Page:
Tax increase prevention

By |  February 3, 2015
Istock.com/rasslava

Istock.com/rasslava

Find out which tax extenders aggregate producers will be afforded in preparation for filing 2014 taxes.

Congress has passed and the president has signed into law the Tax Increase Prevention Act of 2014, the so-called “tax extenders” that retroactively extended 54 expired tax breaks for one year that effectively allow business owners such as aggregate producers to claim a number of popular but temporary tax incentives on their 2014 tax returns. Many people would have been denied tax breaks without these one-year extensions, including businesses big and small, commuters who use public transportation, teachers who spend their own money on classroom supplies, individuals who claim the state and local sales tax deduction, people who pay for higher education tuition and people who live in states without state income taxes.

Without the new law, pit and quarry operators would have been unable to claim business and energy incentives such as bonus depreciation, Section 179 first-year expensing and the research tax credit. The election to expense mine safety equipment and the underused rescue team training credit would remain in limbo.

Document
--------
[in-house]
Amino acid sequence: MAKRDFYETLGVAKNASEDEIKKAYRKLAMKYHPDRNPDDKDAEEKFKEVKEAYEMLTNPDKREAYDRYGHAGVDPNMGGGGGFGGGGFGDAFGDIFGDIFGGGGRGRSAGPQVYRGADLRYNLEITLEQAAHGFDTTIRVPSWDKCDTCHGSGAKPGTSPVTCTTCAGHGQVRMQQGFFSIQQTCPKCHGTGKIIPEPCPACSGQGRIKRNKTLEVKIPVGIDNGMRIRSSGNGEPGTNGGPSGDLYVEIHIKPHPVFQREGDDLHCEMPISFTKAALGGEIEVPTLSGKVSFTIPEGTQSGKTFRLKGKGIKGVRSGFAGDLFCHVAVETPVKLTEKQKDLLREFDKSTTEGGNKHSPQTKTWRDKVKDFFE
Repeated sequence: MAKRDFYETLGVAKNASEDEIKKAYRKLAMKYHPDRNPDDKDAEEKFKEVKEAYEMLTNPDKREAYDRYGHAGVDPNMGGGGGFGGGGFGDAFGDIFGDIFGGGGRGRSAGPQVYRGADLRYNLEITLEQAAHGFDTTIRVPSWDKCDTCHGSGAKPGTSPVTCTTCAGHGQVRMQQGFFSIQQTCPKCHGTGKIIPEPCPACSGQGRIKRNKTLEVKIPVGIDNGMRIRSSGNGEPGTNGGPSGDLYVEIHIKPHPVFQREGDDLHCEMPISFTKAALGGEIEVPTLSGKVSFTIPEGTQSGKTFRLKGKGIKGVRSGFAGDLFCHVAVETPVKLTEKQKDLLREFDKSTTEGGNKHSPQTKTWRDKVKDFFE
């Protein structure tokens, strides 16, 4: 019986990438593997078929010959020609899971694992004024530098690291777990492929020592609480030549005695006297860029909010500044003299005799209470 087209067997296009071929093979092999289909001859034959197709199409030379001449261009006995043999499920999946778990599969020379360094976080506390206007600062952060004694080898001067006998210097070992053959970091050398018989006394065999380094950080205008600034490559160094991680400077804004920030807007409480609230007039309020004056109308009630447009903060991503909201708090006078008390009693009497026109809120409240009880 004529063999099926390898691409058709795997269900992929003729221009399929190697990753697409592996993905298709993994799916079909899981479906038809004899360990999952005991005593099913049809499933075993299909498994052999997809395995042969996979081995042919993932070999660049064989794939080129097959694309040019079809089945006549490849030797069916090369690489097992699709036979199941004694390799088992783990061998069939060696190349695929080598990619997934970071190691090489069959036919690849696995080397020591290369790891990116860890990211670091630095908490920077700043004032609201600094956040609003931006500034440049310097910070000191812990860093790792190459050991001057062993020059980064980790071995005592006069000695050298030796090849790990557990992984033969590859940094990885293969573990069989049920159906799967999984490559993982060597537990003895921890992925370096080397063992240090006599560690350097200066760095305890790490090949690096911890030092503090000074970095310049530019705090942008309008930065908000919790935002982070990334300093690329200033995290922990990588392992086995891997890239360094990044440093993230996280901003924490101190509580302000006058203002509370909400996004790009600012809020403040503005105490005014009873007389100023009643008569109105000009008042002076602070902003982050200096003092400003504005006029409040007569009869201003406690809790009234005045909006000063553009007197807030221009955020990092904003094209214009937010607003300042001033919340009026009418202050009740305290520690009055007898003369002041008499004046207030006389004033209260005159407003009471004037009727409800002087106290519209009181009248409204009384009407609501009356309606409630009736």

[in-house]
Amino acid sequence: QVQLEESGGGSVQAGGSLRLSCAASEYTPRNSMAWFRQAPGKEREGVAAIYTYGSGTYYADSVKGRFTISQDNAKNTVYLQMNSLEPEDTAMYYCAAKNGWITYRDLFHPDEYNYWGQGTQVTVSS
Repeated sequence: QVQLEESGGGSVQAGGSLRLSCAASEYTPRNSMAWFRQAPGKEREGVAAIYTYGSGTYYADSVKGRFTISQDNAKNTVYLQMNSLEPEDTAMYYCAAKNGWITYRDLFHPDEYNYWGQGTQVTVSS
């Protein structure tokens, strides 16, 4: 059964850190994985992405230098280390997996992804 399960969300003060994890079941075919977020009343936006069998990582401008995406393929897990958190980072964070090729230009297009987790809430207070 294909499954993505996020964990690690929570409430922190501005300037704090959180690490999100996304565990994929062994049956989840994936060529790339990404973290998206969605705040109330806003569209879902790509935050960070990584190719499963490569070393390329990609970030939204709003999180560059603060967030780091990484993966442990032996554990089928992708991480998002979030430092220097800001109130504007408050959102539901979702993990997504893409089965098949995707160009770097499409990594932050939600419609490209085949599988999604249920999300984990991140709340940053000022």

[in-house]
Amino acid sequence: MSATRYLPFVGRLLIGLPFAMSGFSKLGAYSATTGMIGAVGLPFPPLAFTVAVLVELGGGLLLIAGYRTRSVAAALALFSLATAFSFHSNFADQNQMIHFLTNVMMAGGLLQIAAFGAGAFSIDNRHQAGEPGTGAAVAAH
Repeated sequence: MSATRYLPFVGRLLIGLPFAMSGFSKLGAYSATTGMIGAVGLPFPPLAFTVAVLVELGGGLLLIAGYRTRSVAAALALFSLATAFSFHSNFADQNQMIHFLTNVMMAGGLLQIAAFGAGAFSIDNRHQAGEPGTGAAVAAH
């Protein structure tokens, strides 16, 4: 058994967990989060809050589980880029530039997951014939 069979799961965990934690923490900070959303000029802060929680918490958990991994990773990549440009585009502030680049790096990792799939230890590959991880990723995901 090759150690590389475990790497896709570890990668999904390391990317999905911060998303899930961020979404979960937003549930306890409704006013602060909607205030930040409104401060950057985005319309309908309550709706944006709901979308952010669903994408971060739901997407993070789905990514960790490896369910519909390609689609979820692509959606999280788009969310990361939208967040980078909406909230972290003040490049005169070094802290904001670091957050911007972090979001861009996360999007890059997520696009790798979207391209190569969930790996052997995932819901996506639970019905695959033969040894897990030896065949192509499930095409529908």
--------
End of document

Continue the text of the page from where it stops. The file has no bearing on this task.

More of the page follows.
Unfortunately, the Tax Increase Prevention Act does not make any extenders permanent, nor does it extend any of them for the usual two-year period that has been customary. Instead, under the new law, these extenders are only for the 2014 tax year.

The business tax extenders

The Tax Increase Prevention Act extends many previously expired business tax incentives for one year, including:

Business property write-offs. Bonus depreciation has been extended, allowing an additional first year deduction of 50 percent of the cost of equipment acquired during the 2014 tax year. With 50 percent bonus depreciation, an aggregates producer can deduct half the cost of new capital purchases in the first year.